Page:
Catalysis alone is inadequate to describe a Kenyon education; we also need to consider the concept of equilibrium, the condition of a system in balance. While the mechanism of catalysis can be described in terms of individuals, equilibrium is a property of a system or community. The Kenyon community pushes, challenges and strains, but it also supports and encourages. As you may find yourself thrown out of balance by any type of setback — a disappointing grade, a disappointing performance, a personal tragedy or setback — your community can act as a “heat sink,” helping to restore you to a sense of balance and equilibrium.
To illustrate, I want to turn back to reflections on the eclipse. Well, not really the eclipse, but rather again the Bonnie Tyler song that has been stuck in my head for months now, ever since I starting anticipating tomorrow’s events. And while the song “Total Eclipse of the Heart” is likely ancient pop culture history to members of the Class of 2021, I am certain this will be familiar to at least some of the parents here today (and to you, I apologize for planting this earworm for your entire return trip home).
The song itself is a bit of a melodramatic mess, but as the song opens, the narrating voice repeats some words that universally resonate: “Every now and then I get a little bit lonely … Every now and then I get a little bit tired … Every now and then I get a little bit nervous … Every now and then I get a little bit terrified.” And, during the next four years, it is likely that you will experience all of these things — moments of exhaustion, anxiety and fear. The next four years are not just about your intellectual transformation, but also about your personal growth and development; about developing the ability to navigate exhaustion, anxiety and fear and to sustain yourself through challenging moments.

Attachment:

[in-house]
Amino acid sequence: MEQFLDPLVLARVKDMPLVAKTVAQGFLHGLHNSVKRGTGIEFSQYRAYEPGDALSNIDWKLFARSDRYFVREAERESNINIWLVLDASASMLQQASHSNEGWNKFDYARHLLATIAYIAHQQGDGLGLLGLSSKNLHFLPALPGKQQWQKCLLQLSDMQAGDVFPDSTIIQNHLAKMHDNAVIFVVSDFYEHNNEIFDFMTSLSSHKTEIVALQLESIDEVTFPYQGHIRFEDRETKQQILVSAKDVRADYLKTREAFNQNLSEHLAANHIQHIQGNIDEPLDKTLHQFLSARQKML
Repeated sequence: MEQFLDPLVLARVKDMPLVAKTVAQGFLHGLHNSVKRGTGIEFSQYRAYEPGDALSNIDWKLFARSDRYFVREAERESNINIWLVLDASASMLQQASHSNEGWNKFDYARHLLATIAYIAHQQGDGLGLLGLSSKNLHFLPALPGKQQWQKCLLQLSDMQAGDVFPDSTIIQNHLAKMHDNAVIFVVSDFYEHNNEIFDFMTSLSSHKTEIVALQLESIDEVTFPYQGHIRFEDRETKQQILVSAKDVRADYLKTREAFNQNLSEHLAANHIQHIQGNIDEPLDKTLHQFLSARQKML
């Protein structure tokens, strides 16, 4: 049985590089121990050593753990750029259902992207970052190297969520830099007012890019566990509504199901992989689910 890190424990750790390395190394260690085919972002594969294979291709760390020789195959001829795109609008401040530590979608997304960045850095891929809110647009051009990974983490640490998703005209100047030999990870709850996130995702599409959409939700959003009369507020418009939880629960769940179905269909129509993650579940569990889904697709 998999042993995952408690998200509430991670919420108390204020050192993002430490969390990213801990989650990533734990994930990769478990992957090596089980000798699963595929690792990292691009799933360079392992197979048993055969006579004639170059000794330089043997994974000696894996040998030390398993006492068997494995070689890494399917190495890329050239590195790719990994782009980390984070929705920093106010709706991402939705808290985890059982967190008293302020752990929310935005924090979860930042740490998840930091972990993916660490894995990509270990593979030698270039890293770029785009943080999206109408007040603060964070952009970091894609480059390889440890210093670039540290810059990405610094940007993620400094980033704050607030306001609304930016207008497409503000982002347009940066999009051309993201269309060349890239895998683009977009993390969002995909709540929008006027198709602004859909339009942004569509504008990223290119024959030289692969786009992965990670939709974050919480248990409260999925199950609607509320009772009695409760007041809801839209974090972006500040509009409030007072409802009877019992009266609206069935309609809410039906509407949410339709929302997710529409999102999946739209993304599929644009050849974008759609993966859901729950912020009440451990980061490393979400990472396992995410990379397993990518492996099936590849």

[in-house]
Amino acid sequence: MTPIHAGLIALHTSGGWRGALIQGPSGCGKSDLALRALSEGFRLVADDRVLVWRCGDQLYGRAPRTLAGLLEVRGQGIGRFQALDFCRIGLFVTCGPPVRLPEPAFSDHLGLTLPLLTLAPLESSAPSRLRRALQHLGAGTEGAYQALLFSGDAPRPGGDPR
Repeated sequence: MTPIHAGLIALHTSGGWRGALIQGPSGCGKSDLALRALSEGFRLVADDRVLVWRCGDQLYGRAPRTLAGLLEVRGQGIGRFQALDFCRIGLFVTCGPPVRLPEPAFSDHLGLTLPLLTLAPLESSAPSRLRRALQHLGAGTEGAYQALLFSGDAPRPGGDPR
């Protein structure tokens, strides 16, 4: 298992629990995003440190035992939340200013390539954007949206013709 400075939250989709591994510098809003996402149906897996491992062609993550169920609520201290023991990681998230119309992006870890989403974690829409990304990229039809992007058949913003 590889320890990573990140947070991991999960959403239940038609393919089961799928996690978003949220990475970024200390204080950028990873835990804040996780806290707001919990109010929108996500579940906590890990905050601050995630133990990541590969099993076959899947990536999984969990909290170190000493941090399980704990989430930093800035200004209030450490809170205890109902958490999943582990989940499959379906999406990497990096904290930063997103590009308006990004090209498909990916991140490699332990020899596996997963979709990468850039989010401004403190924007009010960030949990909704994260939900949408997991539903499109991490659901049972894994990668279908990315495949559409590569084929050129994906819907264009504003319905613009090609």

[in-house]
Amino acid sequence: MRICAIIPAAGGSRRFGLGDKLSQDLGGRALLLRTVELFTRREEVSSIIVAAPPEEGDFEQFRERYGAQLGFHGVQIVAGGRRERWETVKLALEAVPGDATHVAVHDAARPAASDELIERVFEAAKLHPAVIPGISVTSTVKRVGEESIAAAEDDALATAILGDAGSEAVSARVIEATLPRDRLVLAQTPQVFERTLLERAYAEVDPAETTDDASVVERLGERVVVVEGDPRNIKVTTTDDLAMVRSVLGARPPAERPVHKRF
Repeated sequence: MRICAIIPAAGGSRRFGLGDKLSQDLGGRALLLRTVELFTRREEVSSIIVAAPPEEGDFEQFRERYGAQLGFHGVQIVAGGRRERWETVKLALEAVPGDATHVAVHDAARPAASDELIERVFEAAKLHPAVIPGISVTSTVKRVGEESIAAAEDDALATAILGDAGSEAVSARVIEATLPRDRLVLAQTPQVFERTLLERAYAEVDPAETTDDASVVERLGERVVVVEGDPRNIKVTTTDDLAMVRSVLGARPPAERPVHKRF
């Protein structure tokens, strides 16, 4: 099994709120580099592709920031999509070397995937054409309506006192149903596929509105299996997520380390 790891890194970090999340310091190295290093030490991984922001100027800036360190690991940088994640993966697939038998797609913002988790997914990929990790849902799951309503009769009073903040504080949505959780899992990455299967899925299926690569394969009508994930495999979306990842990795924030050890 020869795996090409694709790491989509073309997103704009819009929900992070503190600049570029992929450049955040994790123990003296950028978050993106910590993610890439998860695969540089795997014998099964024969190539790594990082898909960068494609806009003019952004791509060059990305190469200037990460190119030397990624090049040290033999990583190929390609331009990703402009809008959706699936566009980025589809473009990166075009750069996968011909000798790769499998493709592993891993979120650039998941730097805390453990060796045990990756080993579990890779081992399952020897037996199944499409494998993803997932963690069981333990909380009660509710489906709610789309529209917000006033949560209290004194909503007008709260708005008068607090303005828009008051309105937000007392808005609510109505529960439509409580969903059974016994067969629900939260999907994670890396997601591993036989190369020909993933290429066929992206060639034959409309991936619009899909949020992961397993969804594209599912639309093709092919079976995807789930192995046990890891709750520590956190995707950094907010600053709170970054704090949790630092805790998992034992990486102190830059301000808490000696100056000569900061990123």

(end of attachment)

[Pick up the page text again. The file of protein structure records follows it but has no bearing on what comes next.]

You will find the Kenyon community to be an important part of this process. You will form friendships here, with peers, with faculty, with staff: friendships that will last a lifetime, friendships that will help you get through challenging times. Remember to take time to share in moments of celebration and joy with those around you; to lend an ear to those who need to talk about difficult challenges; to be willing to take the risk of opening yourself up to others. Also remember to take care of yourself — sleep, exercise and good nutrition are all essential, and sometimes it is far too easy to leave these out of your daily routine. And remember the importance of the relationships to family and friends who helped to bring you here to this place; take time to maintain these connections as well. Finally, remember that many of us here — the faculty on this stage, the staff in offices through the campus — are resources for help and support, to help restore equilibrium. We are all here for you.
So we welcome you to this place where you will have a chance to experience awe at the wonder of knowledge; to be challenged and strained to transform your thinking and view of the universe; where you will engage in rigorous learning while immersed within a diverse community; and where the relationships and resources will help sustain your equilibrium through challenging times.
Again, welcome, thank you for being here, and let’s get started on the next four-year adventure together.